16 FEBRUARY 1940, Page 3

abour's Peace Aims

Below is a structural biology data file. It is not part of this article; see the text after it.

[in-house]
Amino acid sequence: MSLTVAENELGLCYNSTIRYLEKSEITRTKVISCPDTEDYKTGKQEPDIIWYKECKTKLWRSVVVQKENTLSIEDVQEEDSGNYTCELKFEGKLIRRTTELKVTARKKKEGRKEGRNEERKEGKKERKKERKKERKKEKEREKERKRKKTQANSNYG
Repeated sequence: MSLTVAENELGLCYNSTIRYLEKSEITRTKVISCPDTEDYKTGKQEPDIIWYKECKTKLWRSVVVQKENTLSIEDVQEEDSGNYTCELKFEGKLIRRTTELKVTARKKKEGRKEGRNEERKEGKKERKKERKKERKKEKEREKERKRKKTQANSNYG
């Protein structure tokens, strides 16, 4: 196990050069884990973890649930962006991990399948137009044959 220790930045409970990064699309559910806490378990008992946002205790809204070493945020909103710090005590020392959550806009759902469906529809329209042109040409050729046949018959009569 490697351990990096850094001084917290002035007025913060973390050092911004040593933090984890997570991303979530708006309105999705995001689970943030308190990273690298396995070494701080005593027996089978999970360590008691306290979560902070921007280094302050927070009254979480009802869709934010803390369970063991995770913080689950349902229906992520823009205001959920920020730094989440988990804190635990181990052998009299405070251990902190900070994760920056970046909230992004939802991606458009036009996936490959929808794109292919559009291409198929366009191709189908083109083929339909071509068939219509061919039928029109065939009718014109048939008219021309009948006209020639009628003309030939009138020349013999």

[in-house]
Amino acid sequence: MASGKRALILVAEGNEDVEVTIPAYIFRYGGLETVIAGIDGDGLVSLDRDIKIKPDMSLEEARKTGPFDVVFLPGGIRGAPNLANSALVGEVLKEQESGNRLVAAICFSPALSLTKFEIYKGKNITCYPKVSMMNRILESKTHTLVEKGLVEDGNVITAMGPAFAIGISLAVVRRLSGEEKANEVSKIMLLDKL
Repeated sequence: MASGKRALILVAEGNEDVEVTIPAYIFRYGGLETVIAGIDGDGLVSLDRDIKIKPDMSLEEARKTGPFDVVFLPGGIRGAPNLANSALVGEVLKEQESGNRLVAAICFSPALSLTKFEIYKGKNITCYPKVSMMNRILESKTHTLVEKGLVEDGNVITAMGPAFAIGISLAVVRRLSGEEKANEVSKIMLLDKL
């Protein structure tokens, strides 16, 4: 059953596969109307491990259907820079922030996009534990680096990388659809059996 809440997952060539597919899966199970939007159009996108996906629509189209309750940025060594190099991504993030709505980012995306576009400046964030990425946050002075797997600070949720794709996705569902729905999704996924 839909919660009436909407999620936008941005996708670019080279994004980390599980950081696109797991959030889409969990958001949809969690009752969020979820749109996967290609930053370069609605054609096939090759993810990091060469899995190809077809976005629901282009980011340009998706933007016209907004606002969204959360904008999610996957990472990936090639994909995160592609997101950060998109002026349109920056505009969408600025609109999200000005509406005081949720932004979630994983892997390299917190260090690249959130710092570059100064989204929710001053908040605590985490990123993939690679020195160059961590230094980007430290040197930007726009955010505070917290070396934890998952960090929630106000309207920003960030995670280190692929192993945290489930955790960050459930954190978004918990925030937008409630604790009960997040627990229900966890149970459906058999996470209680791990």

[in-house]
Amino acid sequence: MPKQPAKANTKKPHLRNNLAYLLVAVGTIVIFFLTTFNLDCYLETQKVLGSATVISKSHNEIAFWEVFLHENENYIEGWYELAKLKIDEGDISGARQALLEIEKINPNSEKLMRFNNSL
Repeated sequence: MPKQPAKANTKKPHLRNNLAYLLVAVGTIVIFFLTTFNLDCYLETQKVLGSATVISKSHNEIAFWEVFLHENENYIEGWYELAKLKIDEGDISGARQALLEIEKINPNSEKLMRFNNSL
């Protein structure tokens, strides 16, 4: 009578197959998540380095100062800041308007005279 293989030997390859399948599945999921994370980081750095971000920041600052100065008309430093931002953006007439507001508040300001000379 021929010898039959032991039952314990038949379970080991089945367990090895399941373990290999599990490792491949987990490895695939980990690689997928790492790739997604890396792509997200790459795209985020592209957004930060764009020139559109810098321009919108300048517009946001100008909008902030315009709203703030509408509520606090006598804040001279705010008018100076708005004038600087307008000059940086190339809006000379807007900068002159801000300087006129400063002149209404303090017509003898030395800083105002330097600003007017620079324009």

The first part of the Labour Party's declaration of policy " the War and the Peace " follows very closely the ouncements of policy made by Mr. Chamberlain and d Halifax. The Allies war purpose must be to " defeat Verism," and admits of no peace negotiations except with German Government which has performed as well as wised acts of restitution. The demand for the restitution freedom for the Polish and Czecho-Slovak peoples has implicit in the British statements and explicit in the ench. The manifesto is also in accord with the Govern- ent's intentions when it says that there will be no wish to umiliate Germany when the settlement is made, and that present close co-operation between Britain and France ould be the nucleus of a wider association. In its pro- ls for the future of the colonies it is more precise in its s than Lord Halifax has been, but they are no doubt oncilable with his generalisations. In looking further into e peace settlement of a post-war period the Labour Party oves freely in the sphere of conjecture. It looks forward the establishment of a new association or commonwealth States whose collective authority will transcend " over a roper sphere " the sovereign rights of separate States, and be fortified by economic and military power for giving ect to its decisions. These suggestions for the creation of super-State are vague, and carry less weight than the rest the proposals.